- The Fair Debt Collection Practices Act (FDCPA)
The FDCPA is the main federal law that governs debt collection practices. It basically prohibits debt collection companies from using abusive, unfair, or deceptive practices in collecting debts. It covers the collection of mortgages, credit cards, medical debts, as well as personal, family, or household-related debts. The FDCPA, however, does not cover debts and also does not generally cover the collection of the general creditor (the person you’re first indebted to).
Under the FDCPA, debt collectors include:
- Collection Agencies or Debt Collection Companies
- Debt buyers (companies that buy past-due debts from creditors or businesses then try to collect them)
- Lawyers who regularly collect debts as part of their business
The FDCPA also specifies what debt collectors can and cannot do. We’ll dig more into that later.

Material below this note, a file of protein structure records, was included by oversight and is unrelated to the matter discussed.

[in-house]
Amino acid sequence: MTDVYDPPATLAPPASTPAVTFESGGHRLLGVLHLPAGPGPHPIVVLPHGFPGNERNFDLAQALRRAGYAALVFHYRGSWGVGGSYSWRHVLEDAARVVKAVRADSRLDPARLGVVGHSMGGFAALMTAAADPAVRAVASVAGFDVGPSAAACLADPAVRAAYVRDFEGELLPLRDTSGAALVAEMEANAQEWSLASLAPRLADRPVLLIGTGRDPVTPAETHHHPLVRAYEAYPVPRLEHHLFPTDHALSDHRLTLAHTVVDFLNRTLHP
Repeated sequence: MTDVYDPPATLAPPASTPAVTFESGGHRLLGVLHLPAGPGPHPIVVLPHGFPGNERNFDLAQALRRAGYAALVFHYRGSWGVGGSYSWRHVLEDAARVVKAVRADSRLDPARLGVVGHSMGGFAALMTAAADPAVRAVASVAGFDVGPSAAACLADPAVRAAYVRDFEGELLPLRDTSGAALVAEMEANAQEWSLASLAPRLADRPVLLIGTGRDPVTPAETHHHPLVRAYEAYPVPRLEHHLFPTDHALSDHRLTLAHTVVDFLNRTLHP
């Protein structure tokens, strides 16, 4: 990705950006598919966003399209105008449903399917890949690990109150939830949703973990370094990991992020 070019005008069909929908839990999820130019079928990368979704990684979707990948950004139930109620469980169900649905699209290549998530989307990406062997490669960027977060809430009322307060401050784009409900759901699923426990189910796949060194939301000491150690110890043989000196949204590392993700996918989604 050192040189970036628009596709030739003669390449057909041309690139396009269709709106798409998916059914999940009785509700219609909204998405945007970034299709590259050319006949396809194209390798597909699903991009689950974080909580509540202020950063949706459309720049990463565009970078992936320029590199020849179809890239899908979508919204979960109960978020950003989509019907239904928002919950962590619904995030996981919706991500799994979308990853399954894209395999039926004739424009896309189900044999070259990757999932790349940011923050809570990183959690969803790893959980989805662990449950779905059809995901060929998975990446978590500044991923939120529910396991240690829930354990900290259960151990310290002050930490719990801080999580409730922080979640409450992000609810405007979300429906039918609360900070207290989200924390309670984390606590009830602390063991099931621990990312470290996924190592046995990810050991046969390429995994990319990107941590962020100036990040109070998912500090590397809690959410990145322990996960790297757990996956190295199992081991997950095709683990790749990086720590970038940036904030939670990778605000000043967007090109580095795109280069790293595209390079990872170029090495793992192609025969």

- The Fair Credit Reporting Act (FCRA) and Other Federal Laws
The FCRA is another important federal law that covers how financial matters, including debt collections, can be reported in your credit report. Other federal laws might apply contact to debt collectors and creditors. One such law is the Dodd-Frank Wall Street Reform and Consumer Protection Act (Dodd-Frank Act) which states that it is unlawful to engage in any unfair, deceptive, or abusive act or practice. It also granted rulemaking authority regarding such practices to the Consumer Financial Protection Bureau (CFPB).
- Applicable State Laws
Most states have their own laws regarding debt collection practices which are similar to the FDRCA. Some state laws also cover the original creditor, although others don’t. Some states have Unfair and Deceptive Acts and Practices Laws that may apply to debt collection. To learn more about such state laws, you may contact your state attorney general’s office.